Mormon hardcore

ONE OF THE MAIN characters in SLC Punk! dies from an accidental overdose, but he’s really a victim of metaphor, a symbol of lost idealism. This is not to say that writer-director James Merendino looks back on his youth with eyes clouded by nostalgia. The characters in his semi-autobiographical film have a lot of fun, but they also do a lot of stupid things.

SLC Punk!

opens Friday, April 30, at Varsity, Uptown, others

These shenanigans are narrated by recent college grad Stevo (Matthew Lillard of Scream fame), who maintains a rigid value system: You’re either an anarchist like him, or you’re part of the problem. Being a cobalt-haired punk rocker in Reagan-era Salt Lake City, Stevo is a connoisseur of alienation. His boomer dad wants him to follow in his footsteps and attend Harvard Law School; Stevo prefers philosophizing, fighting, and drinking Mickeys. SLC Punk! follows his meandering lead. The story stops and starts as Stevo introduces his friends and delivers hyperactive monologues/lectures directly into the camera. He sidetracks into circular reasoning about why anarchism and violence don’t mix, an examination of the local “tribes” (punks, new-wavers, rednecks, et al.), and a recounting of a vividly overwrought acid trip.

Each of these digressions removes another layer of Stevo’s bravado. It turns out that fitting in is important, even to someone who considers his outsider status a badge of honor; just like the rednecks he reviles, Stevo belongs to a group—albeit a misunderstood and ostracized one.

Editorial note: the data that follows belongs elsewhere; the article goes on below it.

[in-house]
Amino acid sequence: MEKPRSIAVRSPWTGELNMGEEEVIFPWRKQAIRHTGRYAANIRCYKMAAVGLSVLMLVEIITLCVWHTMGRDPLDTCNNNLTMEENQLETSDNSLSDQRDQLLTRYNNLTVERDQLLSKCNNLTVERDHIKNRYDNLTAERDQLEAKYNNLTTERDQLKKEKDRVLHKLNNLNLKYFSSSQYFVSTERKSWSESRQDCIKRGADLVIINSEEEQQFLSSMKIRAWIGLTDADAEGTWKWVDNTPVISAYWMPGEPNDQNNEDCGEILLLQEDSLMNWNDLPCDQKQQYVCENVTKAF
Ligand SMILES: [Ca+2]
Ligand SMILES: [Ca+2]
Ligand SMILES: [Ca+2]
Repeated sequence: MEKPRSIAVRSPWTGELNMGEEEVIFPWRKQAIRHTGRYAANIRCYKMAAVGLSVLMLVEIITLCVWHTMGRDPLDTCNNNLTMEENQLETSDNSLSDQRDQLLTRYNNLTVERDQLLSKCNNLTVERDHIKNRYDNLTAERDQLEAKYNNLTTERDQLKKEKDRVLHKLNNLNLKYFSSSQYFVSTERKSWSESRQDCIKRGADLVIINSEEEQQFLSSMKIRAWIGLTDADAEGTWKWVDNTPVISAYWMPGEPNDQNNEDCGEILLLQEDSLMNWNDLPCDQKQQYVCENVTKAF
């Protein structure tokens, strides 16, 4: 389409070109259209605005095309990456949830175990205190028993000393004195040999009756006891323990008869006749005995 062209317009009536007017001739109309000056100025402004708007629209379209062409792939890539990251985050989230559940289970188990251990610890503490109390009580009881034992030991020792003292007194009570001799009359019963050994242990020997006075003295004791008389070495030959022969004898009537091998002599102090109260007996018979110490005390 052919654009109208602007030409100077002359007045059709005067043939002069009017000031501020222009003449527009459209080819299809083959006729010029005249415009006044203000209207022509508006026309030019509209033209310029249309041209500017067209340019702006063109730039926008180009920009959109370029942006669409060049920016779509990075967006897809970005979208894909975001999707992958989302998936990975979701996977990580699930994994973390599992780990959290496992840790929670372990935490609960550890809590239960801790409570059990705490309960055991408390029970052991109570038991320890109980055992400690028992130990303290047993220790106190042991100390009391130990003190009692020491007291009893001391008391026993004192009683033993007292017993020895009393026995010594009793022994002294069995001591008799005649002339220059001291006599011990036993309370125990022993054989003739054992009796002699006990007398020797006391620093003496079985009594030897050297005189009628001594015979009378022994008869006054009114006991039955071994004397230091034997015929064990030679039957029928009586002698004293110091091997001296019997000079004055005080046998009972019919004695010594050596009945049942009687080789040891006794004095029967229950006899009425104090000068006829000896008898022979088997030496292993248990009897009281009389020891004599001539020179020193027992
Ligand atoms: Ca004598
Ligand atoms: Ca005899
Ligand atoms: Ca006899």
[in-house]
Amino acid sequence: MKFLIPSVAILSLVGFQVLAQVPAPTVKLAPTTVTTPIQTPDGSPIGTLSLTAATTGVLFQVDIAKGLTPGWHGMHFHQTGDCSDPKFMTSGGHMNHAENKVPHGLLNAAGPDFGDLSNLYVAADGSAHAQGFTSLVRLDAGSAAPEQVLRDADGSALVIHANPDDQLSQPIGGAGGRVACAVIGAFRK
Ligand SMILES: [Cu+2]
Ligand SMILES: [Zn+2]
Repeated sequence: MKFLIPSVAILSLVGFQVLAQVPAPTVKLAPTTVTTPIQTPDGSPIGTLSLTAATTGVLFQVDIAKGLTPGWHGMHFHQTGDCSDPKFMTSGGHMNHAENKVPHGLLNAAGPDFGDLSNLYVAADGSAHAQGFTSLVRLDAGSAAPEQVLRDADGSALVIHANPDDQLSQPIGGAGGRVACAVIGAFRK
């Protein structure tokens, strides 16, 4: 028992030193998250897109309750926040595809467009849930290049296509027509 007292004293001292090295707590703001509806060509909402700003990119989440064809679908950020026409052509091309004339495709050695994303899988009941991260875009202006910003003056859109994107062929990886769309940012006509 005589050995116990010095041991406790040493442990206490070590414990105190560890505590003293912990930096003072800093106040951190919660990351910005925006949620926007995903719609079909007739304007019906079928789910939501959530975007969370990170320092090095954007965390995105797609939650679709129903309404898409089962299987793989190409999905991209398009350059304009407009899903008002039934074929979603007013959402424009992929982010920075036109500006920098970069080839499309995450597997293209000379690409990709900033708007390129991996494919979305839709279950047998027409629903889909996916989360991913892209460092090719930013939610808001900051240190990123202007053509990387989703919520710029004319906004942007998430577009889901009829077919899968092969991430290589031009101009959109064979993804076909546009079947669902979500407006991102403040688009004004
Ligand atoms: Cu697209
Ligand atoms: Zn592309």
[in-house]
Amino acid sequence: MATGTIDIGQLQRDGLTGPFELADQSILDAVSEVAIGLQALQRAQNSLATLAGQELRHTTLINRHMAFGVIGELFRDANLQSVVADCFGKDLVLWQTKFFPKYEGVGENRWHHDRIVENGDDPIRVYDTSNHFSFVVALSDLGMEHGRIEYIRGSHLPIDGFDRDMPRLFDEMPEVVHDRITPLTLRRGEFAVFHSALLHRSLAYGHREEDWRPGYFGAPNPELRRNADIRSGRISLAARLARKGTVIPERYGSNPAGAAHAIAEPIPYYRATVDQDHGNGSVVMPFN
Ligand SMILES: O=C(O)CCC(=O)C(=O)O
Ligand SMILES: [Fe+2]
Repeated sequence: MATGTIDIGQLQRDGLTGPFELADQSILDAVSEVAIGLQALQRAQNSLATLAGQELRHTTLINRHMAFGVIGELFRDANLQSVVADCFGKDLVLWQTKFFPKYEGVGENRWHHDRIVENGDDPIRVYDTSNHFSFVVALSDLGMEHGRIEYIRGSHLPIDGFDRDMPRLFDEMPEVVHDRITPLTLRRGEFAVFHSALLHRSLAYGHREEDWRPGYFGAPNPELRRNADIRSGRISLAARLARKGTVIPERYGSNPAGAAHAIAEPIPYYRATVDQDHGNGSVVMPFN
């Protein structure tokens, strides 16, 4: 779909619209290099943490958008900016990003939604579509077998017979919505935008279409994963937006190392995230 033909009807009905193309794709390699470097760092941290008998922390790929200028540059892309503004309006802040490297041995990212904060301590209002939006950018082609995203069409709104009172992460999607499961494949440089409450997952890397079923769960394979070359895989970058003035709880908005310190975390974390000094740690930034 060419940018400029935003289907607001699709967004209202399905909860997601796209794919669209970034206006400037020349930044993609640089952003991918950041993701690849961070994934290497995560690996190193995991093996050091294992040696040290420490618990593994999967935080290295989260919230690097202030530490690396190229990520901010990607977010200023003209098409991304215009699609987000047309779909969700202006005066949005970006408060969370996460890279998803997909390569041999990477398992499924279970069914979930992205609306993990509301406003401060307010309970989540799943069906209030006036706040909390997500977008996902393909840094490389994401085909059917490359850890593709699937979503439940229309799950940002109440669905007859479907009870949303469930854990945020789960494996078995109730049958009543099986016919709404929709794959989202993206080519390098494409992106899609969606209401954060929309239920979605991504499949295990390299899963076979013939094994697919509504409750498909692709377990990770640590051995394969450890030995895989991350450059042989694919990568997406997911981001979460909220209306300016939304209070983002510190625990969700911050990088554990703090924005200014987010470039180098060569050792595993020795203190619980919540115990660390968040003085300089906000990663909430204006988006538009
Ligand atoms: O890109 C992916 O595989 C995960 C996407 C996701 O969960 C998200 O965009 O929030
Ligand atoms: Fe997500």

It takes a year—an hour and a half in movie time—for Stevo’s feelings of alienation to spill over to his own scene, his best friend, Bob (the low-key Michael Goorjian), and, ultimately, himself. Then Stevo reaches his big epiphany: He can’t singlehandedly change the world, at least not by slouching around his hometown ranting about posers and drawing swastikas on Reagan posters. Once he acknowledges the futility of fighting from the sidelines, he has to leave behind his comfortable, circumscribed existence for the big, bad, ambiguous world. In a wonderful scene near the end of the film, Stevo recalls his initial reasons for becoming a punk, and it becomes clear that his posers don’t really exist—or rather that they’re everywhere, because everyone’s playing a role. If they’re smart, though, they can decide which role to play.

SLC Punk! occasionally loses steam; there are a few too many panoramic shots of downtown Salt Lake accompanied by Stevo’s voice-over laments. But the actors (especially Lillard), who look believable as punks in the sticks, compel you to keep watching. From his hyperkinetic fidgeting to his breakneck narration, Stevo is the embodiment of the articulate young rebel. It’s indicative of just how much Lillard makes him real—and how well costume designer Fiora captures the outr頳tyle of the ’80s—that when he turns up in a suit and tie in the final scene, it’s as dramatic as Cinderella arriving at the ball.

By the time we reach this bittersweet denouement, Stevo and Merendino have ingratiated themselves enough that bits of self-conscious dialogue and narrative clich鳠dissolve in a haze of good feeling. SLC Punk! is that oddest of creations, a teen film made for adults—the ones who will fully appreciate Merendino’s elegy for the cut-and-dried principles of youth.